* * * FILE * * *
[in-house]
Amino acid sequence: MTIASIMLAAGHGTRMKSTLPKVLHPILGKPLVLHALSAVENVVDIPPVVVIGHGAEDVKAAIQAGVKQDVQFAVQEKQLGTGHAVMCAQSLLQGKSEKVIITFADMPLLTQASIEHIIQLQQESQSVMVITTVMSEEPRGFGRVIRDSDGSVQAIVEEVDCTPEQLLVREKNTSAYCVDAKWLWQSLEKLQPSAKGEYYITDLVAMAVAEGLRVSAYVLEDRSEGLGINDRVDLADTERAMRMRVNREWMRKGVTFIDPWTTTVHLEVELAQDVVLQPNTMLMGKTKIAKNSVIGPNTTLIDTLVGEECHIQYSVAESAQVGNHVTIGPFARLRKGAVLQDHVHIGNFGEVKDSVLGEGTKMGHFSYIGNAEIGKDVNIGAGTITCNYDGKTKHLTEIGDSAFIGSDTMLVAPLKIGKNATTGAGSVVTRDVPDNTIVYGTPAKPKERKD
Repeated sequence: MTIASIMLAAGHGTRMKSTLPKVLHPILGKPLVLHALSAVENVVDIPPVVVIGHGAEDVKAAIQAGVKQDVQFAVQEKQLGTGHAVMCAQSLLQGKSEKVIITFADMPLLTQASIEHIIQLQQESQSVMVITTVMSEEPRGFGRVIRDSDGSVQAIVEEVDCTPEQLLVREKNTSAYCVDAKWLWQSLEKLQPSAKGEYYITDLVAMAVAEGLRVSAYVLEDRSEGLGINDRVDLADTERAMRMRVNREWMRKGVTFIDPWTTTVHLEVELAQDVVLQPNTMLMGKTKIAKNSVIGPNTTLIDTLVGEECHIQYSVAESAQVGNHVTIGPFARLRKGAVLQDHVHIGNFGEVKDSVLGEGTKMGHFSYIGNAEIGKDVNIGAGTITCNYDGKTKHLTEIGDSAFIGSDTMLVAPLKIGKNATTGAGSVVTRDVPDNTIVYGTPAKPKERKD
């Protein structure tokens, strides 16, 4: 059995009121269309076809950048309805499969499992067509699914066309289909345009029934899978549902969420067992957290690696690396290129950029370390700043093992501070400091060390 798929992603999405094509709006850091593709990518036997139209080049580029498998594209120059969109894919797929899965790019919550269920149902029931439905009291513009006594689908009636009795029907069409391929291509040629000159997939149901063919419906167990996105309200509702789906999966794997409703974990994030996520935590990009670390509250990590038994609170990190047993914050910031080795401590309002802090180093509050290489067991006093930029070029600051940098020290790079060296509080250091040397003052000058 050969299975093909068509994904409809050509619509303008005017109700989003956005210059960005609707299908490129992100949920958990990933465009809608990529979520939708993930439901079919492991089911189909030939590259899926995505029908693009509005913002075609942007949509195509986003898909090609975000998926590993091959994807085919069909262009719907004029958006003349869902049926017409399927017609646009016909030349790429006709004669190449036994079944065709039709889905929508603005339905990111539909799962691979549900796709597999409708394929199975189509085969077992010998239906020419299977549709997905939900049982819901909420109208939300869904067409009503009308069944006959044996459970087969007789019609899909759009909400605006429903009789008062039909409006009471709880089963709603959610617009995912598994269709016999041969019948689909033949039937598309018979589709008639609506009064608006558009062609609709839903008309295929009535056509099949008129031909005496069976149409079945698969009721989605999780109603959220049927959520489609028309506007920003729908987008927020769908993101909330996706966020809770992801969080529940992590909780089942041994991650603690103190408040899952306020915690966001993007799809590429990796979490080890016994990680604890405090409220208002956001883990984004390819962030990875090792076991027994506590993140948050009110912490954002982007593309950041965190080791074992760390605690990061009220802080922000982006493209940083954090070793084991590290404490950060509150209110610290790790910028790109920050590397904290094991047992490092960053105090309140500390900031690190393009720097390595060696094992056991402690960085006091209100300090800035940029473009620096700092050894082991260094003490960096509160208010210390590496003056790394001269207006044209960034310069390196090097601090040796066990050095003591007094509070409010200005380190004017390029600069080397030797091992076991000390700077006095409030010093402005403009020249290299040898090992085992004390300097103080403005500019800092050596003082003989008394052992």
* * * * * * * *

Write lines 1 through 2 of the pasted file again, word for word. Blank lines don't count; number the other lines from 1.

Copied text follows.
[in-house]
Amino acid sequence: MTIASIMLAAGHGTRMKSTLPKVLHPILGKPLVLHALSAVENVVDIPPVVVIGHGAEDVKAAIQAGVKQDVQFAVQEKQLGTGHAVMCAQSLLQGKSEKVIITFADMPLLTQASIEHIIQLQQESQSVMVITTVMSEEPRGFGRVIRDSDGSVQAIVEEVDCTPEQLLVREKNTSAYCVDAKWLWQSLEKLQPSAKGEYYITDLVAMAVAEGLRVSAYVLEDRSEGLGINDRVDLADTERAMRMRVNREWMRKGVTFIDPWTTTVHLEVELAQDVVLQPNTMLMGKTKIAKNSVIGPNTTLIDTLVGEECHIQYSVAESAQVGNHVTIGPFARLRKGAVLQDHVHIGNFGEVKDSVLGEGTKMGHFSYIGNAEIGKDVNIGAGTITCNYDGKTKHLTEIGDSAFIGSDTMLVAPLKIGKNATTGAGSVVTRDVPDNTIVYGTPAKPKERKD